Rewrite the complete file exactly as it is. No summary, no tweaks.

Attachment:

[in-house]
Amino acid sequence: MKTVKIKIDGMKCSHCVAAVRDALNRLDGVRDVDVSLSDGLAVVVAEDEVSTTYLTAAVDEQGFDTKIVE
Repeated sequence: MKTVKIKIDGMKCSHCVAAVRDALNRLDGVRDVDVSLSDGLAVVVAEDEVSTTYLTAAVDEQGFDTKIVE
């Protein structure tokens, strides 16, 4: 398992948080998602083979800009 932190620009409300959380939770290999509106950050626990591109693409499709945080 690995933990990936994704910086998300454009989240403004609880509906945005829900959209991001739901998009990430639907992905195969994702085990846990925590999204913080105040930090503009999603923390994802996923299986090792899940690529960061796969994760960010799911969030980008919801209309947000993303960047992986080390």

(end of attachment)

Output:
[in-house]
Amino acid sequence: MKTVKIKIDGMKCSHCVAAVRDALNRLDGVRDVDVSLSDGLAVVVAEDEVSTTYLTAAVDEQGFDTKIVE
Repeated sequence: MKTVKIKIDGMKCSHCVAAVRDALNRLDGVRDVDVSLSDGLAVVVAEDEVSTTYLTAAVDEQGFDTKIVE
């Protein structure tokens, strides 16, 4: 398992948080998602083979800009 932190620009409300959380939770290999509106950050626990591109693409499709945080 690995933990990936994704910086998300454009989240403004609880509906945005829900959209991001739901998009990430639907992905195969994702085990846990925590999204913080105040930090503009999603923390994802996923299986090792899940690529960061796969994760960010799911969030980008919801209309947000993303960047992986080390």